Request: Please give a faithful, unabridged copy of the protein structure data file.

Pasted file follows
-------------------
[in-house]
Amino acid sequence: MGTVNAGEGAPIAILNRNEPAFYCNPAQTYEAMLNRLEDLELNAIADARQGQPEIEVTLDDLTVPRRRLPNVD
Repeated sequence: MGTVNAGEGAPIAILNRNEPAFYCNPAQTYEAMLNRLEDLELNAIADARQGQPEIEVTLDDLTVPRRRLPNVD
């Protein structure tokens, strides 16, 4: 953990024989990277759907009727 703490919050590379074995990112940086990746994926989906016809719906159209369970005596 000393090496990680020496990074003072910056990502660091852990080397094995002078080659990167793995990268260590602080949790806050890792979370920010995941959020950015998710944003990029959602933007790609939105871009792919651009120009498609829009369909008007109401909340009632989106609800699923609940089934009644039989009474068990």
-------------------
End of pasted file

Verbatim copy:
[in-house]
Amino acid sequence: MGTVNAGEGAPIAILNRNEPAFYCNPAQTYEAMLNRLEDLELNAIADARQGQPEIEVTLDDLTVPRRRLPNVD
Repeated sequence: MGTVNAGEGAPIAILNRNEPAFYCNPAQTYEAMLNRLEDLELNAIADARQGQPEIEVTLDDLTVPRRRLPNVD
């Protein structure tokens, strides 16, 4: 953990024989990277759907009727 703490919050590379074995990112940086990746994926989906016809719906159209369970005596 000393090496990680020496990074003072910056990502660091852990080397094995002078080659990167793995990268260590602080949790806050890792979370920010995941959020950015998710944003990029959602933007790609939105871009792919651009120009498609829009369909008007109401909340009632989106609800699923609940089934009644039989009474068990």